Receiving Wide Coverage ...
Tapping the Brakes?: Hold your horses on that rate increase. According to analyses in the Financial Times and the New York Times, members of the Federal Open Market Committee appear to remain divided over when to start raising short-term interest rates, based on minutes of the committee's Jan. 27-28 meeting, released on Wednesday. (The Wall Street Journal, however, offers a somewhat-more bullish view of the minutes.) A "premature" rise in rates could damp economic growth, according to the FT. Some members of the panel appear to be worried current economic growth is fragile, the Times reported. There's also a fear among committee members that ditching the word "patient" from its post-meeting statement could trigger an adverse market reaction. The sluggish pace of inflation also worries members. Perhaps one of the main fears of committee members is that if they raise rates too soon, they might have to reverse course later. The Journal's take is the members themselves are uncertain about the timing of a rate increase. But even the Journal's analysis notes some members (the minutes don't identify who said what) are being cautious, in spite of recent pronouncements by some presidents that June is when rates should rise. "Given a choice between moving too soon and risking derailing the recovery, or acting later and risking inflation or a financial bubble, many officials at the meeting said they were inclined to choose the latter," the Journal said.
Wall Street Journal
Subprime lending is soaring, as some consumers appear to be willing to take on more debt and as new lenders crop up. These non-bank lenders are funded by investors willing to take a risk in exchange for higher yields amid a super-low interest rate environment. About 40% of all loans made for credit cards, autos and personal loans, or about $189 billion in total, were made to borrowers deemed to be subprime. That 40% figure should strike fear in the heart of every regulator, as it represents the highest levels of subprime borrowing since 2007, when subprime loans made up 41% of consumer lending outside mortgages.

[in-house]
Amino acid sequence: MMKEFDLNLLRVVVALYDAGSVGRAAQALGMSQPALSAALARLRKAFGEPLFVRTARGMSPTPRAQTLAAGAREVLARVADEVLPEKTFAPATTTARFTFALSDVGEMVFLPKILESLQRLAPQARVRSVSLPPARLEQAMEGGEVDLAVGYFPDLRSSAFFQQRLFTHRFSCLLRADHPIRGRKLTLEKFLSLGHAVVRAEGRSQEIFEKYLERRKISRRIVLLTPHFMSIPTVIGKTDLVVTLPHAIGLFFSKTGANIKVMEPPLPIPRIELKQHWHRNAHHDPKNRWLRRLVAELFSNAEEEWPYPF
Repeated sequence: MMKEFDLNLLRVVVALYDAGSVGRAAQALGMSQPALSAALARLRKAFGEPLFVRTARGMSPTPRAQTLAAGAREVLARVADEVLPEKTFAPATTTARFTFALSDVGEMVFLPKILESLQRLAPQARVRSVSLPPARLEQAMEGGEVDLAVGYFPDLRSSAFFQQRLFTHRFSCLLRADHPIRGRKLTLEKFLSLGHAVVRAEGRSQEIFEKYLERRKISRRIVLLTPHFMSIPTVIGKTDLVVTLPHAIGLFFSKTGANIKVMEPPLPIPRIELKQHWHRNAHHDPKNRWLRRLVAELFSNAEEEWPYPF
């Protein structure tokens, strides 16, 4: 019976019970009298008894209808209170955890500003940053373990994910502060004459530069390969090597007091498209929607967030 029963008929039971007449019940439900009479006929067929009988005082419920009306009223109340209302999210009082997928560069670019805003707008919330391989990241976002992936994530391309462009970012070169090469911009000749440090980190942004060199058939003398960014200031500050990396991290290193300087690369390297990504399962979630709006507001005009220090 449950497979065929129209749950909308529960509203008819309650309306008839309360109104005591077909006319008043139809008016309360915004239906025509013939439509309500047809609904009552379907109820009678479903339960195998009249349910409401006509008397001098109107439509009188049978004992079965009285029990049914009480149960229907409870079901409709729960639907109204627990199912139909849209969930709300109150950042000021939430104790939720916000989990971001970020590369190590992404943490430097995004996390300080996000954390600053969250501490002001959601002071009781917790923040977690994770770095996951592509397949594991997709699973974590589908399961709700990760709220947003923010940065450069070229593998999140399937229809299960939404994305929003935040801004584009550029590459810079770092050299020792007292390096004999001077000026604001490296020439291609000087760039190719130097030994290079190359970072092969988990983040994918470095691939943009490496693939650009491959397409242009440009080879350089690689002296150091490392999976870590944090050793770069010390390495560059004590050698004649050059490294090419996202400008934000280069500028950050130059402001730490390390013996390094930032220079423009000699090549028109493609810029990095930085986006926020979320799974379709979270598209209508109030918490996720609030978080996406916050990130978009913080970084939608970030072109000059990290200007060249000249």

U.S. banking regulators may be winning the fight over leveraged lending, the paper's "Lex" column opines. The evidence is in the numbers. Leveraged-loan issuance through mid-February fell 39% to $46 billion, from a year earlier. The Federal Reserve and the Office of the Comptroller of the Currency have been trying to crack down on leveraged loans, citing their heightened risk profile.
Boston Globe: Massachusetts Attorney General Maura Healey has joined Sen. Elizabeth Warren, D-Mass., in asking the U.S. Department of Education to forgive the school loans of hundreds of Massachusetts students who were enrolled in schools operated by Corinthian Colleges. The Boston Globe's story doesn't elaborate on how Healey and Warren's effort differs from the plan announced by the company acquiring Corinthian to forgive more than $480 million in student debt. ECMC Group's debt-forgiveness plan was approved by the Consumer Financial Protection Bureau and the Education Department.
Boston Globe: Samsung is getting deeper into the world of financial services. Samsung has agreed to acquire LoopPay, a Burlington, Mass., company that makes a digital-wallet technology. Samsung already offers a fingerprint reader.
Charlotte Observer: SunTrust Banks plans to keep growing in Charlotte, N.C. The Atlanta company recently opened a regional headquarters in Charlotte, and now employs 500 in the city, in areas including wealth management and bond trading. SunTrust CEO Bill Rogers, a North Carolina native, said the number of workers in Charlotte is expected to grow.